THE SUN: Our Neighborhood Star - 4. The Birth and Death of the Sun
Figure 1. In its old age, the Sun may shed a colorful nebula like this one.
It's hard to imagine that the Sun has not always been the way it is today. Yet there was time, in the distant past, when the Sun did not exist.
More than 5 billion years ago, there was no Sun, no Earth, no solar system at all. There was, instead, just a huge, thin cloud of gas and dust slowly turning and drifting through space.
Gradually, the cloud became smaller. Because of its own gravity it pulled itself together. At the same time, it began to get hotter and denser.
By about 5 billion years ago, nearly all the cloud's gas was packed into a big, fuzzy ball at the center of the cloud. Then a very important thing happened. Deep inside the ball, the temperature rose high enough for fusion to start. Hydrogen began to turn into helium, making light and heat. What had been a ball of gas became a star: the Sun.
But there was more to come. Not all of the gas had been used up in making the Sun. Some of it settled into a flat, pancake-shaped cloud that now circled the newborn star. Slowly, from this cloud, the planets, moons and other members of the Sun's family formed.
What will happen to the Sun in the future? For billions of years, it will carry on "burning" hydrogen fuel in its core. Although the Sun uses up around 5 million tons of hydrogen every second, it still has enough left i its core to last for another 5 billion years or so.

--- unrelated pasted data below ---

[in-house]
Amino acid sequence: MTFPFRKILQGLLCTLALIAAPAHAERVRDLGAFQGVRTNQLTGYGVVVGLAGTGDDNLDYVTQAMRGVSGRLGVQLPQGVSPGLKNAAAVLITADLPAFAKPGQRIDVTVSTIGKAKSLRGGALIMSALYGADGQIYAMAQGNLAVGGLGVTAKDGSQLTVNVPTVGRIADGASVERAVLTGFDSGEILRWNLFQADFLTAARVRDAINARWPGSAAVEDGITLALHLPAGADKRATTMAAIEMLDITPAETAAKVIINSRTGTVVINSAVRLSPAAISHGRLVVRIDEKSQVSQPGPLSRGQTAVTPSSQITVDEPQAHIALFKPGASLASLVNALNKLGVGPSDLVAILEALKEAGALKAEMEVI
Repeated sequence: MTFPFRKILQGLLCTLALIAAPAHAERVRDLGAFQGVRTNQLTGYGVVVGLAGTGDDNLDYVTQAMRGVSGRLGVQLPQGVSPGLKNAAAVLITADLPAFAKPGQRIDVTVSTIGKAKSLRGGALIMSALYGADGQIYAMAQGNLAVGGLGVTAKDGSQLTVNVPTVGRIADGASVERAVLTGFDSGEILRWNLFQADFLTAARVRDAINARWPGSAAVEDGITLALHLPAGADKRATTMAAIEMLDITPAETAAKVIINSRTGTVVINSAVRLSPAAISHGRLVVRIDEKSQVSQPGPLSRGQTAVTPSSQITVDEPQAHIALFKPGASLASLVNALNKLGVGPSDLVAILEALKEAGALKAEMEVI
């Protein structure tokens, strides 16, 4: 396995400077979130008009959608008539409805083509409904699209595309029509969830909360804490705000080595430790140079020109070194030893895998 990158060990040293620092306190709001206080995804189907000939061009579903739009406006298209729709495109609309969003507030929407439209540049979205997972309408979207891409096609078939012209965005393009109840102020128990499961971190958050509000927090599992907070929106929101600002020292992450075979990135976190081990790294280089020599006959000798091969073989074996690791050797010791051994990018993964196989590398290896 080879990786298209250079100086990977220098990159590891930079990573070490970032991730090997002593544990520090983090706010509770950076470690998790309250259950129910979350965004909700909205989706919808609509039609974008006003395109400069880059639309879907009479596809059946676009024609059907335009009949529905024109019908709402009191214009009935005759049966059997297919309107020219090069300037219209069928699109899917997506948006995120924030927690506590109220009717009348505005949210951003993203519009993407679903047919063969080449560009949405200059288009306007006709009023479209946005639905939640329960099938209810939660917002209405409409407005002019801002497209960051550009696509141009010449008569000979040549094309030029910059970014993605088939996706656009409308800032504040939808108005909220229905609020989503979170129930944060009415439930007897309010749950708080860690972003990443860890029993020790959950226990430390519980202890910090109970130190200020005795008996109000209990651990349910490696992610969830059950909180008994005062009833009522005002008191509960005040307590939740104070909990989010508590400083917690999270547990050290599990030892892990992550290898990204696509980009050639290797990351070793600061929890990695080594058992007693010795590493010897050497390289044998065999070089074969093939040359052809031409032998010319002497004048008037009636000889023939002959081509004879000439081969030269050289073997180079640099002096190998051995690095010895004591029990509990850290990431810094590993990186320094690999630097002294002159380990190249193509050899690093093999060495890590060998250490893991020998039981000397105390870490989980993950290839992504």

When it finally does run out of fuel, though, something very odd will happen to the Sun. It will swell up to many times its present size and become what is known as a red giant.
The outer layers of the Sun will grow to swallow up, in turn, the planets Mercury and Venus. They may even reach out as far as Earth. Then, the surface of our planet will be scorched, and its oceans boiled dry.
As a red giant, the Sun might be able to exist for a few more million years. During this time it will shed matter quite quickly. The solar wind will strengthen to a solar gale. Finally, the Sun may cast off most of its outer layers as a bright shell of gas called a planetary nebula (see Figure 1).
All that will be left behind is a very hot, dense core. The Sun, in fact, will have become a white dwarf - a star no bigger than the Earth. Gradually, over many millions of years, even this small star will cool. The Sun will end its days quietly as a dimming ember in space.
Before this happens, human beings may have learned how to travel to other stars. We may be able to make our home on a planet around a friendlier star. But perhaps we will leave behind a robot probe to watch the final fate of our old neighborhood star.